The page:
Capitation, salary, fee-for-service and mixed systems of payment: effects on the behaviour of primary care physicians

RHL summary

26 August 2013
An infant receives a medical checkup. India.
World Bank/Ray Witlin
An infant receives a medical checkup, India.

Methods of remuneration for health care have been used to influence health-policy outcomes (e.g. cost reduction or improved quality of care), but little is known about how different payment systems affect health policy objectives. This review sought to evaluate the impact of different methods of payment (capitation, salary, fee for service and mixed systems of payment) on the clinical behaviour of primary care physicians. Four studies involving 640 primary care physicians and more than 6400 patients were included. The fee-for-service clinician payment schemes were associated with more patient visits, greater continuity of care, and increased compliance with the recommended number of visits, compared with capitation and salary. Despite this, fee-for-service was shown to result in decreased patient satisfaction with health-care provider accessibility, meanwhile its impact on patient health status remains unknown. The authors concluded that despite limited data, there is some evidence to suggest that the method of payment of primary care physicians affects their behaviour.


Cochrane review

Citation: Gosden T, Forland F, Kristiansen I, Sutton M, Leese B, Giuffr ida A, Sergison M, Pedersen L. Capitation, salary, fee-for- service and mixed systems of payment: effects on the behaviour of primary care physicians. Cochrane Database of Systematic Reviews 2000, Issue 3. Art. No.: CD002215. DOI: 10.1002/14651858.C D002215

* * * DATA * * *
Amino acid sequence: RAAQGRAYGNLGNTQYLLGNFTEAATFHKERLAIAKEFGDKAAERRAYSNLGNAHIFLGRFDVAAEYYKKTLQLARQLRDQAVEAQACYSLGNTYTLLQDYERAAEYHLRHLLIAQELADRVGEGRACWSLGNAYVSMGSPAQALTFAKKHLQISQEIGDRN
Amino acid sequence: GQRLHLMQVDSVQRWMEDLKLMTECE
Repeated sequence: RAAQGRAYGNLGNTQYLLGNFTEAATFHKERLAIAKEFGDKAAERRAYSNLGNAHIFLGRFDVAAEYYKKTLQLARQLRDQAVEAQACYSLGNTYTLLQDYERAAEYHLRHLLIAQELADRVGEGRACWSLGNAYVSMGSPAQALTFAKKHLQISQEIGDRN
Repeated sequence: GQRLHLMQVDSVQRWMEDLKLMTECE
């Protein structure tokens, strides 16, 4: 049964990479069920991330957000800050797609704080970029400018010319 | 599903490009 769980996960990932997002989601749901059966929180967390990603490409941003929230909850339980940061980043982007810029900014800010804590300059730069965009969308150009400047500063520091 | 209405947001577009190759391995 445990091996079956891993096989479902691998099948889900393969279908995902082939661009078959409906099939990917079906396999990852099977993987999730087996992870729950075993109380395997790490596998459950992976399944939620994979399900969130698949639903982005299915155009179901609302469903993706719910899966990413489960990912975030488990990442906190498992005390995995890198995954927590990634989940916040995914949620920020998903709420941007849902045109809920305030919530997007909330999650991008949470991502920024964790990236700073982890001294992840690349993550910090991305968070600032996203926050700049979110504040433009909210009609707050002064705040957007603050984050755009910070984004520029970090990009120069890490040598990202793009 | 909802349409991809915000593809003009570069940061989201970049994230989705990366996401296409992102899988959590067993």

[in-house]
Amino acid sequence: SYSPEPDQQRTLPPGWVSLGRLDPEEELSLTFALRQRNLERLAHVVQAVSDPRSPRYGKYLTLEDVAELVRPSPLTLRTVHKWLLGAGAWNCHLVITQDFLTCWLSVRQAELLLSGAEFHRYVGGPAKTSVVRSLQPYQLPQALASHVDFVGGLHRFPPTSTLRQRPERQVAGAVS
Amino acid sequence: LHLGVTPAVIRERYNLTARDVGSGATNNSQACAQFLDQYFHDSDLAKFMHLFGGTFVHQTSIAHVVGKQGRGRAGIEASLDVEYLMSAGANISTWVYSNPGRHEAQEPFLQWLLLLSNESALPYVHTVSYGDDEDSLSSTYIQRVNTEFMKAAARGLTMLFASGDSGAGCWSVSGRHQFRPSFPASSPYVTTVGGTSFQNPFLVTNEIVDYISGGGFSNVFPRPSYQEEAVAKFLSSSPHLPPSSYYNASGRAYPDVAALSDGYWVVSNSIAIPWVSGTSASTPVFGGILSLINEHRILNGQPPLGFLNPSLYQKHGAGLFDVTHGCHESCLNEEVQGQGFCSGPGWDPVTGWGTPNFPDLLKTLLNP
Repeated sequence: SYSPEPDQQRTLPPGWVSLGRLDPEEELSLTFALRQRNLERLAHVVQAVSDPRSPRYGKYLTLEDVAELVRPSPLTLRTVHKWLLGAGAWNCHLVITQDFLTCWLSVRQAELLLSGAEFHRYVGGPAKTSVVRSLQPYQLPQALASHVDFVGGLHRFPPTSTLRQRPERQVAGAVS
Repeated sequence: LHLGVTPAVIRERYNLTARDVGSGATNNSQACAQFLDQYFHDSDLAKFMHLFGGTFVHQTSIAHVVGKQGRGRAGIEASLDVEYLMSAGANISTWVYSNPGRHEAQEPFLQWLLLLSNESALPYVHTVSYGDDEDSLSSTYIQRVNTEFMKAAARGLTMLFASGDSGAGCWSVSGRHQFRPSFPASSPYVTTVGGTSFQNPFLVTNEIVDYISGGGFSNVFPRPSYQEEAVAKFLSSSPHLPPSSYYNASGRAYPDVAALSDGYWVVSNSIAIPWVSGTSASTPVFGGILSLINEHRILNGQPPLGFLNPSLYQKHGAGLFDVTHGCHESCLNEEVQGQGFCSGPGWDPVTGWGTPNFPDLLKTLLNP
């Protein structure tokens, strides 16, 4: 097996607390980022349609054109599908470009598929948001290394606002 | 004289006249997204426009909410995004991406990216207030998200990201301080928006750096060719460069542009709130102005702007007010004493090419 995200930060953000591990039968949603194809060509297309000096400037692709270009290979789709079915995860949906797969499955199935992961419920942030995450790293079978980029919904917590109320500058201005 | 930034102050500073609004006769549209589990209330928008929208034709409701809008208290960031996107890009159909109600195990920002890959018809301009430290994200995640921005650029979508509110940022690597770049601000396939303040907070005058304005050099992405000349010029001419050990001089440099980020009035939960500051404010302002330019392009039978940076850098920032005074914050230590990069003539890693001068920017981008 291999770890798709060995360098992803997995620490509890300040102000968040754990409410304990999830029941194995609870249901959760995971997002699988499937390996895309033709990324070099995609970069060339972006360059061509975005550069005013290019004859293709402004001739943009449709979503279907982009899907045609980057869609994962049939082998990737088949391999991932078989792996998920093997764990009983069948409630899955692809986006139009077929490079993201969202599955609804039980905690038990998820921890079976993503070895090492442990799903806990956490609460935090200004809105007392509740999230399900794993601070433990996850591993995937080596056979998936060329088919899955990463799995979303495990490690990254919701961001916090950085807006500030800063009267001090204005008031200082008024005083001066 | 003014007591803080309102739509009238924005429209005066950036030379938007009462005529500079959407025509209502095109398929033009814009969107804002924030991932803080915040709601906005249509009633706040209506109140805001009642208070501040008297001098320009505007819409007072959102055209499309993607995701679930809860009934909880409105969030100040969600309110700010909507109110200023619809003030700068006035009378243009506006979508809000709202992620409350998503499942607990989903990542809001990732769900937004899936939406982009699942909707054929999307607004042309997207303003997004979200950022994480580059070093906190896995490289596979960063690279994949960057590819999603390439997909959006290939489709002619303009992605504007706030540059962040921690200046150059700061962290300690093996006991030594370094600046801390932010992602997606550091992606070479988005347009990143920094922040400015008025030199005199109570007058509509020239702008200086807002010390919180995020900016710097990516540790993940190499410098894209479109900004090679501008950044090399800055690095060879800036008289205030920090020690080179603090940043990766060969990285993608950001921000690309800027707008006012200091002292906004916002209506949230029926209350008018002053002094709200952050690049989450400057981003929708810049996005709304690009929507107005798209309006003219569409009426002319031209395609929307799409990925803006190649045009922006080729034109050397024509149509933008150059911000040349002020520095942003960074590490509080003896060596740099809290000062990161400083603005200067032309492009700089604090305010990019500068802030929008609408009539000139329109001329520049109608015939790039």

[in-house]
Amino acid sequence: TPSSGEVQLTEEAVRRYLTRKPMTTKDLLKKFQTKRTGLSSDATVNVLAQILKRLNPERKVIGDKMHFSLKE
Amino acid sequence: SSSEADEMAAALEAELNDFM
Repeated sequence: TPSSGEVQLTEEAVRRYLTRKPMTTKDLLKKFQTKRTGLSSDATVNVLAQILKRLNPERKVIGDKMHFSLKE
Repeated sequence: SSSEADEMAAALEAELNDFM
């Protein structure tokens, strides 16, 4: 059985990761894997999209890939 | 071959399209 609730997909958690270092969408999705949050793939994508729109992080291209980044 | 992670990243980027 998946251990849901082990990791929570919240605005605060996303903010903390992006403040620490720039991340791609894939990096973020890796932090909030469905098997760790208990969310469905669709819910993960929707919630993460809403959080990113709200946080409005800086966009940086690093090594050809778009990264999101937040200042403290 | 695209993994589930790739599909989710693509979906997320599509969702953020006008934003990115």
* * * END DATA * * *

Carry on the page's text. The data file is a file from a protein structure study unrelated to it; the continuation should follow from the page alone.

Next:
Abstract

Background

It is widely believed that the method of payment of physicians may affect their clinical behaviour. Although payment systems may be used to achieve policy objectives (e.g. cost containment or improved quality of care), little is known about the effects of different payment systems in achieving these objectives.

Objectives

To evaluate the impact of different methods of payment (capitation, salary, fee for service and mixed systems of payment) on the clinical behaviour of primary care physicians (PCPs).

Search methods

We searched the Cochrane Effective Practice and Organisation of Care Group specialised register; the Cochrane Controlled Trials Register; MEDLINE (1966 to October 1997); BIDS EMBASE (1980 to October 1997); BIDS ISI (1981 to October 1997); EconLit (1969 to October 1997); HealthStar (1975 to October 1997) Helmis (1984 to October 1997); health economics discussion paper series of the Universities of York, Aberdeen, Sheffield, Bristol, Brunel, and McMaster; Swedish Institute of Health Economics; RAND corporation; and reference lists of articles.

Selection criteria

Randomised trials, controlled before and after studies and interrupted time series analyses of interventions comparing the impact of capitation, salary, fee for service (FFS) and mixed systems of payment on primary care physician satisfaction with working environment; cost and quantity of care; type and pattern of care; equity of care; and patient health status and satisfaction.

Data collection and analysis

Two reviewers independently extracted data and assessed study quality.

Main results

Four studies were included involving 640 primary care physicians and more than 6400 patients. There was considerable variation in study setting and the range of outcomes measured. FFS resulted in more primary care visits/contacts, visits to specialists and diagnostic and curative services but fewer hospital referrals and repeat prescriptions compared with capitation. Compliance with a recommended number of visits was higher under FFS compared with capitation payment. FFS resulted in more patient visits, greater continuity of care, higher compliance with a recommended number of visits, but patients were less satisfied with access to their physician compared with salaried payment.

Authors' conclusions

It is noteworthy that so few studies met the inclusion criteria. There is some evidence to suggest that the method of payment of primary care physicians affects their behaviour, but the findings' generalisability is unknown. More evaluations of the effect of payment systems on PCP behaviour are needed, especially in terms of the relative impact of salary versus capitation payments.

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